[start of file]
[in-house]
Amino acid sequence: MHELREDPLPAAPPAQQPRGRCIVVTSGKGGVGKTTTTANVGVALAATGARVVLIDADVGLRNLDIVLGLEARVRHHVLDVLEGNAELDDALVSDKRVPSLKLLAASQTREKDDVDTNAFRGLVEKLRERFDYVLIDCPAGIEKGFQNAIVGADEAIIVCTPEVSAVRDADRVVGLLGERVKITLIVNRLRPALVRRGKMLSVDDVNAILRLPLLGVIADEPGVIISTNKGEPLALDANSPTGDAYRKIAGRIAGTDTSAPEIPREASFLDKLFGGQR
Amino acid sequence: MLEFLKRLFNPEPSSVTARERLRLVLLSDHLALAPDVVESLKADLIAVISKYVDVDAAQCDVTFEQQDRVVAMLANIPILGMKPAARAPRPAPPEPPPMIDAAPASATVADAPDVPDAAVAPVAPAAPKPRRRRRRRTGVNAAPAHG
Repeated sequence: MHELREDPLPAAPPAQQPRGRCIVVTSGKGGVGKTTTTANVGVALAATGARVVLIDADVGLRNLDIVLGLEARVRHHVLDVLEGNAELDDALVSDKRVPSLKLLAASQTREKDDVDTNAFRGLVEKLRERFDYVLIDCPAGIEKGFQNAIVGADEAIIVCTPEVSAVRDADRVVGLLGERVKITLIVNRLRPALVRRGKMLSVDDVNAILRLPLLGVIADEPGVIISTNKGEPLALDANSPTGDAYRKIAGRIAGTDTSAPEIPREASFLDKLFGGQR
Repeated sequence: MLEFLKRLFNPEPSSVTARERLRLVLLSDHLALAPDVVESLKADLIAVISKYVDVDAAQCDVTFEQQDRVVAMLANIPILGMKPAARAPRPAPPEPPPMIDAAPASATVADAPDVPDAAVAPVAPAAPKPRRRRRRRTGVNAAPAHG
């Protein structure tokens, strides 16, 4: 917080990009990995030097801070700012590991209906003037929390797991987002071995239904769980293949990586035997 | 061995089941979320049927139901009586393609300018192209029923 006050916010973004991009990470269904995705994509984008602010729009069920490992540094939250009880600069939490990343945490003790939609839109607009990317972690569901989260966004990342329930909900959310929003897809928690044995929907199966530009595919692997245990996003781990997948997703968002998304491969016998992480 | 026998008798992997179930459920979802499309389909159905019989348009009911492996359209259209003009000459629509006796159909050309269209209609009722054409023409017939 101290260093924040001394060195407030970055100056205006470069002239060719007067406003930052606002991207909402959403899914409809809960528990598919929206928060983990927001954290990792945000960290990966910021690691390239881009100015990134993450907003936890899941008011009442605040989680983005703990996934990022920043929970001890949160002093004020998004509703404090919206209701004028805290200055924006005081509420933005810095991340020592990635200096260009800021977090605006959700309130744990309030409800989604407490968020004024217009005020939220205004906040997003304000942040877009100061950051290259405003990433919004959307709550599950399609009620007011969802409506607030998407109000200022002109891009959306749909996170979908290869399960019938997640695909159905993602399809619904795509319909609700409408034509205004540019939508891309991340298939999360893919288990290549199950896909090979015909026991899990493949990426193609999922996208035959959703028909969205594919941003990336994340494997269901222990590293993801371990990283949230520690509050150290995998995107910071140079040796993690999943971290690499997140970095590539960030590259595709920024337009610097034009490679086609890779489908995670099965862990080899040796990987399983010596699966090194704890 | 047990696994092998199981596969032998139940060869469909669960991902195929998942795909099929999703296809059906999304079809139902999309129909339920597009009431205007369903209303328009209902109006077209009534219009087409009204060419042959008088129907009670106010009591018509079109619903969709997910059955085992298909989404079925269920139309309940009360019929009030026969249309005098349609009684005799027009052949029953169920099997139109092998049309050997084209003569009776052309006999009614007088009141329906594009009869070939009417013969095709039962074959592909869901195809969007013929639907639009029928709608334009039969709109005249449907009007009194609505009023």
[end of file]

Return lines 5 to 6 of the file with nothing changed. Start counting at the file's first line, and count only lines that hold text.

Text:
Repeated sequence: MLEFLKRLFNPEPSSVTARERLRLVLLSDHLALAPDVVESLKADLIAVISKYVDVDAAQCDVTFEQQDRVVAMLANIPILGMKPAARAPRPAPPEPPPMIDAAPASATVADAPDVPDAAVAPVAPAAPKPRRRRRRRTGVNAAPAHG
């Protein structure tokens, strides 16, 4: 917080990009990995030097801070700012590991209906003037929390797991987002071995239904769980293949990586035997 | 061995089941979320049927139901009586393609300018192209029923 006050916010973004991009990470269904995705994509984008602010729009069920490992540094939250009880600069939490990343945490003790939609839109607009990317972690569901989260966004990342329930909900959310929003897809928690044995929907199966530009595919692997245990996003781990997948997703968002998304491969016998992480 | 026998008798992997179930459920979802499309389909159905019989348009009911492996359209259209003009000459629509006796159909050309269209209609009722054409023409017939 101290260093924040001394060195407030970055100056205006470069002239060719007067406003930052606002991207909402959403899914409809809960528990598919929206928060983990927001954290990792945000960290990966910021690691390239881009100015990134993450907003936890899941008011009442605040989680983005703990996934990022920043929970001890949160002093004020998004509703404090919206209701004028805290200055924006005081509420933005810095991340020592990635200096260009800021977090605006959700309130744990309030409800989604407490968020004024217009005020939220205004906040997003304000942040877009100061950051290259405003990433919004959307709550599950399609009620007011969802409506607030998407109000200022002109891009959306749909996170979908290869399960019938997640695909159905993602399809619904795509319909609700409408034509205004540019939508891309991340298939999360893919288990290549199950896909090979015909026991899990493949990426193609999922996208035959959703028909969205594919941003990336994340494997269901222990590293993801371990990283949230520690509050150290995998995107910071140079040796993690999943971290690499997140970095590539960030590259595709920024337009610097034009490679086609890779489908995670099965862990080899040796990987399983010596699966090194704890 | 047990696994092998199981596969032998139940060869469909669960991902195929998942795909099929999703296809059906999304079809139902999309129909339920597009009431205007369903209303328009209902109006077209009534219009087409009204060419042959008088129907009670106010009591018509079109619903969709997910059955085992298909989404079925269920139309309940009360019929009030026969249309005098349609009684005799027009052949029953169920099997139109092998049309050997084209003569009776052309006999009614007088009141329906594009009869070939009417013969095709039962074959592909869901195809969007013929639907639009029928709608334009039969709109005249449907009007009194609505009023």